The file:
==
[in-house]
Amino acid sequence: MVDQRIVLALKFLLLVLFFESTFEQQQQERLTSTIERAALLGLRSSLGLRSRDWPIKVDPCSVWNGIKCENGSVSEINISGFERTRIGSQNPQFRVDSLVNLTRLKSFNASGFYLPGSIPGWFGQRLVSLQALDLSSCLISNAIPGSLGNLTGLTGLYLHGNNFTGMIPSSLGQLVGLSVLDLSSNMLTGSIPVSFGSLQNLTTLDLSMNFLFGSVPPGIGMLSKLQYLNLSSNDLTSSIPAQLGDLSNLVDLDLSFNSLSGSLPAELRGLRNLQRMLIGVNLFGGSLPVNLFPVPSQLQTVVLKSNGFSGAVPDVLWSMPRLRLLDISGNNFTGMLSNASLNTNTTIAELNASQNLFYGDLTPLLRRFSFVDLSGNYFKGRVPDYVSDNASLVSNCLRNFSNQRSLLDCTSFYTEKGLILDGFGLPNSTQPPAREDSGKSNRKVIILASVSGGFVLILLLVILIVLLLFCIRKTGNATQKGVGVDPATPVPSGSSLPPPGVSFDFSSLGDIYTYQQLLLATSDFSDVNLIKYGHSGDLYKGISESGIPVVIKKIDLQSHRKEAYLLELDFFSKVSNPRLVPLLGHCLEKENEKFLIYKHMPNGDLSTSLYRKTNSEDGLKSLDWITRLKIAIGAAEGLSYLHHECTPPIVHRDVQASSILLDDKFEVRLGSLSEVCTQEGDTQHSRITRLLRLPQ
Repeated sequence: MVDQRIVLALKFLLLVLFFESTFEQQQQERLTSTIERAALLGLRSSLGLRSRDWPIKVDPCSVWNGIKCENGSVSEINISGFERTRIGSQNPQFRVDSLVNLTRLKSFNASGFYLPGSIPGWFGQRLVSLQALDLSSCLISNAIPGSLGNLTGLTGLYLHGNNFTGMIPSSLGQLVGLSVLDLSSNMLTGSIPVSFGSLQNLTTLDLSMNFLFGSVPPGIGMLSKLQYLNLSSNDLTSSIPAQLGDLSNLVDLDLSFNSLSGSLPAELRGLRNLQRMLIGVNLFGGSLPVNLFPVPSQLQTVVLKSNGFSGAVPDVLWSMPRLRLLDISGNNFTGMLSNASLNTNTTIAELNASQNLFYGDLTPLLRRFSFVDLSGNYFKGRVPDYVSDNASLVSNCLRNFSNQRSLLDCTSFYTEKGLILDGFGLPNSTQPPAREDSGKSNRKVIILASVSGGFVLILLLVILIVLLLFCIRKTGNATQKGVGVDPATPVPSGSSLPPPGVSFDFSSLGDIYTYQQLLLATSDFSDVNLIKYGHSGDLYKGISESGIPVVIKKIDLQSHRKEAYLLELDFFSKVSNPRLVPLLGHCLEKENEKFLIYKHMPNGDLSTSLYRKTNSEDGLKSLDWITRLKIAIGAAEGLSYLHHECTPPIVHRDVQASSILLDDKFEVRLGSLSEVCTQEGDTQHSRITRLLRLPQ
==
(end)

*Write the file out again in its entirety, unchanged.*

[in-house]
Amino acid sequence: MVDQRIVLALKFLLLVLFFESTFEQQQQERLTSTIERAALLGLRSSLGLRSRDWPIKVDPCSVWNGIKCENGSVSEINISGFERTRIGSQNPQFRVDSLVNLTRLKSFNASGFYLPGSIPGWFGQRLVSLQALDLSSCLISNAIPGSLGNLTGLTGLYLHGNNFTGMIPSSLGQLVGLSVLDLSSNMLTGSIPVSFGSLQNLTTLDLSMNFLFGSVPPGIGMLSKLQYLNLSSNDLTSSIPAQLGDLSNLVDLDLSFNSLSGSLPAELRGLRNLQRMLIGVNLFGGSLPVNLFPVPSQLQTVVLKSNGFSGAVPDVLWSMPRLRLLDISGNNFTGMLSNASLNTNTTIAELNASQNLFYGDLTPLLRRFSFVDLSGNYFKGRVPDYVSDNASLVSNCLRNFSNQRSLLDCTSFYTEKGLILDGFGLPNSTQPPAREDSGKSNRKVIILASVSGGFVLILLLVILIVLLLFCIRKTGNATQKGVGVDPATPVPSGSSLPPPGVSFDFSSLGDIYTYQQLLLATSDFSDVNLIKYGHSGDLYKGISESGIPVVIKKIDLQSHRKEAYLLELDFFSKVSNPRLVPLLGHCLEKENEKFLIYKHMPNGDLSTSLYRKTNSEDGLKSLDWITRLKIAIGAAEGLSYLHHECTPPIVHRDVQASSILLDDKFEVRLGSLSEVCTQEGDTQHSRITRLLRLPQ
Repeated sequence: MVDQRIVLALKFLLLVLFFESTFEQQQQERLTSTIERAALLGLRSSLGLRSRDWPIKVDPCSVWNGIKCENGSVSEINISGFERTRIGSQNPQFRVDSLVNLTRLKSFNASGFYLPGSIPGWFGQRLVSLQALDLSSCLISNAIPGSLGNLTGLTGLYLHGNNFTGMIPSSLGQLVGLSVLDLSSNMLTGSIPVSFGSLQNLTTLDLSMNFLFGSVPPGIGMLSKLQYLNLSSNDLTSSIPAQLGDLSNLVDLDLSFNSLSGSLPAELRGLRNLQRMLIGVNLFGGSLPVNLFPVPSQLQTVVLKSNGFSGAVPDVLWSMPRLRLLDISGNNFTGMLSNASLNTNTTIAELNASQNLFYGDLTPLLRRFSFVDLSGNYFKGRVPDYVSDNASLVSNCLRNFSNQRSLLDCTSFYTEKGLILDGFGLPNSTQPPAREDSGKSNRKVIILASVSGGFVLILLLVILIVLLLFCIRKTGNATQKGVGVDPATPVPSGSSLPPPGVSFDFSSLGDIYTYQQLLLATSDFSDVNLIKYGHSGDLYKGISESGIPVVIKKIDLQSHRKEAYLLELDFFSKVSNPRLVPLLGHCLEKENEKFLIYKHMPNGDLSTSLYRKTNSEDGLKSLDWITRLKIAIGAAEGLSYLHHECTPPIVHRDVQASSILLDDKFEVRLGSLSEVCTQEGDTQHSRITRLLRLPQ